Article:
Interestingly, all these processes of methanogenesis, with the exception of methane emissions from wetlands, have been harnessed from nature. They are now integral to several human activities, including agriculture, waste management, and biofuel production. This demonstrates how we can adopt and adapt natural processes for sustainable practices.

How does methane reach the atmosphere?

Methane is transferred to our atmosphere from water through three different processes. 


The first source mostly happens near shores or in shallow water. It happens due to the water pressure not being high enough to keep the methane dissolved. The bubbles rise to the surface at which point the methane escapes into the atmosphere. ​


Methane is absorbed under pressure by water and eventually transferred at the surface to the atmosphere through diffusion. ​


Similar to the reaction when opening a carbonated drink, degassing takes place after the water is discharged through turbines and is the most constant source of methane emissions. It is responsible for about half of methane emissions from hydropower reservoirs. ​

Understanding a new language

Carbon dioxide has been well mapped. However, sources of methane are only starting to be fully understood. Below are some explanations to understand this area further.

Why is methane worse than carbon dioxide?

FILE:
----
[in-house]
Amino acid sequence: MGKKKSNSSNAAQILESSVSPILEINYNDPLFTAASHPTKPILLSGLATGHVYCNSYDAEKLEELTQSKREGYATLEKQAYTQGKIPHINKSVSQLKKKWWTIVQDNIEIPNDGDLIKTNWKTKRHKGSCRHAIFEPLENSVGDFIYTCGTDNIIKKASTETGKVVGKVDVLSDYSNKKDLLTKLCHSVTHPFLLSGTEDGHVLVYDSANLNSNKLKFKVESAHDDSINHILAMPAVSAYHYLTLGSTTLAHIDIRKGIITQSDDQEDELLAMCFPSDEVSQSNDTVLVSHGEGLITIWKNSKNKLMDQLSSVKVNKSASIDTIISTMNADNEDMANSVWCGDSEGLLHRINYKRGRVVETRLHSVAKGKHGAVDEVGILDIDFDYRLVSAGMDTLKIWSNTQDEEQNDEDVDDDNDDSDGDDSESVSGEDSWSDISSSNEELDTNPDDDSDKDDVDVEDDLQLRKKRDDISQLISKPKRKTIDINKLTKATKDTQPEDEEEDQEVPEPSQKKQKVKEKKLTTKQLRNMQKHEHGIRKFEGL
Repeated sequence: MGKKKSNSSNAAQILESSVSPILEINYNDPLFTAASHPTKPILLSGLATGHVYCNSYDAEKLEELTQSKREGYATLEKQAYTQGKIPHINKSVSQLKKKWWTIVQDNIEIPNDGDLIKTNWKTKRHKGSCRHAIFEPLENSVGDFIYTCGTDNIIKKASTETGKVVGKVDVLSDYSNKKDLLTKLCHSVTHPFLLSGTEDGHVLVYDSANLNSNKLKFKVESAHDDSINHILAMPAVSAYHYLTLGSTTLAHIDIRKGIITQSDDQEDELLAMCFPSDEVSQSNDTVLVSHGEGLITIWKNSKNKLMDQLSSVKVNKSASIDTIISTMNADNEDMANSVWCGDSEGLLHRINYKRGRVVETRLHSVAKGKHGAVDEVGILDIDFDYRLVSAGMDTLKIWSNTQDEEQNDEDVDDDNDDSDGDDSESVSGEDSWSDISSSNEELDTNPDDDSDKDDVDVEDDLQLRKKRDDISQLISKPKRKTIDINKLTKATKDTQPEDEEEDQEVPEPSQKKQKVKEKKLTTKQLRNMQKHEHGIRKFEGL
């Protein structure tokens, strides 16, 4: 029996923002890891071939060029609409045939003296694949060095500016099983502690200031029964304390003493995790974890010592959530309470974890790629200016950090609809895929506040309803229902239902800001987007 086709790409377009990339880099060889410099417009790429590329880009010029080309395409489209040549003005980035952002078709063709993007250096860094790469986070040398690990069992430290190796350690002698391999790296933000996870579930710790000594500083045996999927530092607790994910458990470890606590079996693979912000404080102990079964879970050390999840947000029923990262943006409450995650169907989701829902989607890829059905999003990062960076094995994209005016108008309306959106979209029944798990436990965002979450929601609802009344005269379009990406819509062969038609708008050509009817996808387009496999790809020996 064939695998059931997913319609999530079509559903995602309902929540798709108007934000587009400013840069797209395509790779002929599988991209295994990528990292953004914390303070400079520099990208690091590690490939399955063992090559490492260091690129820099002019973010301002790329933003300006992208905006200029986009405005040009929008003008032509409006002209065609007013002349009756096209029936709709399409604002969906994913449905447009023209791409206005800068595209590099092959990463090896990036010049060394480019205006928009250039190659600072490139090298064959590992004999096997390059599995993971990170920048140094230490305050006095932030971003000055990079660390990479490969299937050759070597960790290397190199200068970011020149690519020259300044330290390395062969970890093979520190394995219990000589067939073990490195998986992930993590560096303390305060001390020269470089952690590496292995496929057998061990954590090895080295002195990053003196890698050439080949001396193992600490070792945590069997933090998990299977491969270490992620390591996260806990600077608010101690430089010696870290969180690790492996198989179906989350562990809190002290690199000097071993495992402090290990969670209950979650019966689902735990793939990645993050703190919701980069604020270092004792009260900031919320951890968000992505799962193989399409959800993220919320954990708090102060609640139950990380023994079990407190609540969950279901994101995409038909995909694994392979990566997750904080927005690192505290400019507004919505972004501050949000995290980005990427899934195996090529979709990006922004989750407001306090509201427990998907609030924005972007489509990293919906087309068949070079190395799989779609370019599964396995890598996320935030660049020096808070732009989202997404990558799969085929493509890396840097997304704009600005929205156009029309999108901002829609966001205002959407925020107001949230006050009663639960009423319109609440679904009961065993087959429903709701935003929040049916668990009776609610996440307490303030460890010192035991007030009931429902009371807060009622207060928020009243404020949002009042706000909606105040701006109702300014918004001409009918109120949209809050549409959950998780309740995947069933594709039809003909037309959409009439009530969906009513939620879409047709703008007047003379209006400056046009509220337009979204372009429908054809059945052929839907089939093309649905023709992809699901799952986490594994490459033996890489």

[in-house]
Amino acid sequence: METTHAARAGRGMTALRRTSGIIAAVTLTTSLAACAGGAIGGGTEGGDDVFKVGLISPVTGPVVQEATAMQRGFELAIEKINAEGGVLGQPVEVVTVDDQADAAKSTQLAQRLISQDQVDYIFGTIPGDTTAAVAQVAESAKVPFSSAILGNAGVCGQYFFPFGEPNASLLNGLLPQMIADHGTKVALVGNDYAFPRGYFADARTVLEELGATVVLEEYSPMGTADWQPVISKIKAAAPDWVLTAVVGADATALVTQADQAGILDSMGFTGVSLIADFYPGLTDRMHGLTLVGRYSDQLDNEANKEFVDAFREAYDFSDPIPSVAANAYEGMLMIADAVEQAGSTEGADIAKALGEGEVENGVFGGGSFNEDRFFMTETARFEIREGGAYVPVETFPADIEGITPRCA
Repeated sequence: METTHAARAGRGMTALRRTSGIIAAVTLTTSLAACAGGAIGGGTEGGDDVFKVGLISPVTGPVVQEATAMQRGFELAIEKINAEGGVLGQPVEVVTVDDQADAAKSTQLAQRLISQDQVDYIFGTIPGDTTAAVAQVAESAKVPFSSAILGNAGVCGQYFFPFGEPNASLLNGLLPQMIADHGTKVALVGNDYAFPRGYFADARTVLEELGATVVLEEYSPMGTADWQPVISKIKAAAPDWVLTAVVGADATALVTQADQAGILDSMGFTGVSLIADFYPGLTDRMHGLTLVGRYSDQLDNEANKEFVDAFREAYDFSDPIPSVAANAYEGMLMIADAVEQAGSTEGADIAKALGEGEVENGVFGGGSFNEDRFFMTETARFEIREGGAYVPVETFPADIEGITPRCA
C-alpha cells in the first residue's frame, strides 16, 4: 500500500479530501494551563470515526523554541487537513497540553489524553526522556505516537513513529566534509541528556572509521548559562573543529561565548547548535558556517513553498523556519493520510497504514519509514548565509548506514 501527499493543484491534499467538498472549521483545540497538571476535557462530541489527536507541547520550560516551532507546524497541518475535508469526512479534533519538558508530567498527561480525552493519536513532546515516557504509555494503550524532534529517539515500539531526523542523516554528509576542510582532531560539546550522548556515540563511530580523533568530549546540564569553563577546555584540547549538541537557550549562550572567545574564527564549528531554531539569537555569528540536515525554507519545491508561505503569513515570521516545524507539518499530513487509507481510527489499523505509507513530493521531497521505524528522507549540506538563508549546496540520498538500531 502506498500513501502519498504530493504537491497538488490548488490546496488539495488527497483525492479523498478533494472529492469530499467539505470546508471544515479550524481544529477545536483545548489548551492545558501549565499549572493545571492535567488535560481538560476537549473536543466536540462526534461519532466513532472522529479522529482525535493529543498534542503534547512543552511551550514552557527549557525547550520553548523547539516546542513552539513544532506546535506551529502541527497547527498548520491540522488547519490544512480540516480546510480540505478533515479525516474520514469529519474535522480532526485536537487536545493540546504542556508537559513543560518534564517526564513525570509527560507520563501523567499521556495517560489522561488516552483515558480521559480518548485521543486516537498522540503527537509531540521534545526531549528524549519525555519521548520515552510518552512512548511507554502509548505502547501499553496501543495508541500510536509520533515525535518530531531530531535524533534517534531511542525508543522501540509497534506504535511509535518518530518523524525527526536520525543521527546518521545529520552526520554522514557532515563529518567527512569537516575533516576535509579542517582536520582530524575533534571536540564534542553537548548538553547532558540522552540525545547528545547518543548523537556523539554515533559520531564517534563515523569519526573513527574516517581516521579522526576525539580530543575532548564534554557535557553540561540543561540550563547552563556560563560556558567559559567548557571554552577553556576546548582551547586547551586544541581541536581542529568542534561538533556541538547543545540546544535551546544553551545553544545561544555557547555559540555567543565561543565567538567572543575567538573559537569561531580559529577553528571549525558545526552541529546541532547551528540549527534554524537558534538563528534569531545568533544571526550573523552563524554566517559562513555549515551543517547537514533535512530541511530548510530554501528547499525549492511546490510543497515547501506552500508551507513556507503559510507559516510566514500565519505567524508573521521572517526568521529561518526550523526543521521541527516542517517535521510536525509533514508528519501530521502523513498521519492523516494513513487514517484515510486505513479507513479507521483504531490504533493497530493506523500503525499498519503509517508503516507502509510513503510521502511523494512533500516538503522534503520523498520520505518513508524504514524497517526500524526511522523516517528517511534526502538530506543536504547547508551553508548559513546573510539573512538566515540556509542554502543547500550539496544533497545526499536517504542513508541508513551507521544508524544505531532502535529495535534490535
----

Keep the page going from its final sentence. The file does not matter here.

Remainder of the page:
Methane has a global warming potential (GWP) 34 times greater than carbon dioxide. But why?

Different greenhouse gases (GHGs) last in the atmosphere for different lengths of time, and they also absorb different amounts of heat. The GWP of a GHG indicates the amount of warming a gas causes over a given time. We use the conservative GWP of 34 for a 100-year time horizon relative to CO2. We could also have opted for the 20-year time horizon GWP of 84. Both are suggested by the IPCC Fifth Assessment Report (AR5), 2014

Why do we use a carbon dioxide equivalent (CO2e)?

For simplicity and to allow comparison we calculate methane emissions as carbon dioxide equivalent or CO2e.

We use carbon dioxide equivalent (CO2e) as our unit of ‘currency’ for all greenhouse gases including methane. This factors in the global warming potential (GWP) and length of time the gas remains in the atmosphere so that we can compare like with like.